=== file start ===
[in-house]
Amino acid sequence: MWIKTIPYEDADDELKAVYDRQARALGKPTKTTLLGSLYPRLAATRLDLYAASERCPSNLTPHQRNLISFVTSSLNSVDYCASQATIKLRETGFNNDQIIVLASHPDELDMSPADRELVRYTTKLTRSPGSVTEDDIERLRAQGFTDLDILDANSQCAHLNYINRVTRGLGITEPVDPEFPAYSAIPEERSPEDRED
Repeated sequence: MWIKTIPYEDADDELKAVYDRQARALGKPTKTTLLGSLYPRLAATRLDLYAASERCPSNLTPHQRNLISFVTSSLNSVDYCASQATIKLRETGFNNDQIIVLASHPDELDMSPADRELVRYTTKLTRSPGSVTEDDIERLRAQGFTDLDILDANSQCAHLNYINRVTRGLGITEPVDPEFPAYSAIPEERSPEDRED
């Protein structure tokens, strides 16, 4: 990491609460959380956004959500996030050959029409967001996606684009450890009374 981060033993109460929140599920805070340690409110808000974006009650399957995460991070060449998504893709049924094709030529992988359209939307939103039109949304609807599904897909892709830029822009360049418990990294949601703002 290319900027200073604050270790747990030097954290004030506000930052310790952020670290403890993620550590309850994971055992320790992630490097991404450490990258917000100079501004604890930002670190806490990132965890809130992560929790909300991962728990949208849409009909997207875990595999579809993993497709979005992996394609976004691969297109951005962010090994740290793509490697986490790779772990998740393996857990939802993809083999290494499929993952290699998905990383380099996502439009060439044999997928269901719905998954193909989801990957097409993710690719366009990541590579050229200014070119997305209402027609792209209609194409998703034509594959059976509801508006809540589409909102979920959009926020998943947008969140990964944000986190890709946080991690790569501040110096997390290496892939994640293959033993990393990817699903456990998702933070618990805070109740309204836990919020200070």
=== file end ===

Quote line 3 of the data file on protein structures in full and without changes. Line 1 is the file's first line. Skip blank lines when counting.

Repeated sequence: MWIKTIPYEDADDELKAVYDRQARALGKPTKTTLLGSLYPRLAATRLDLYAASERCPSNLTPHQRNLISFVTSSLNSVDYCASQATIKLRETGFNNDQIIVLASHPDELDMSPADRELVRYTTKLTRSPGSVTEDDIERLRAQGFTDLDILDANSQCAHLNYINRVTRGLGITEPVDPEFPAYSAIPEERSPEDRED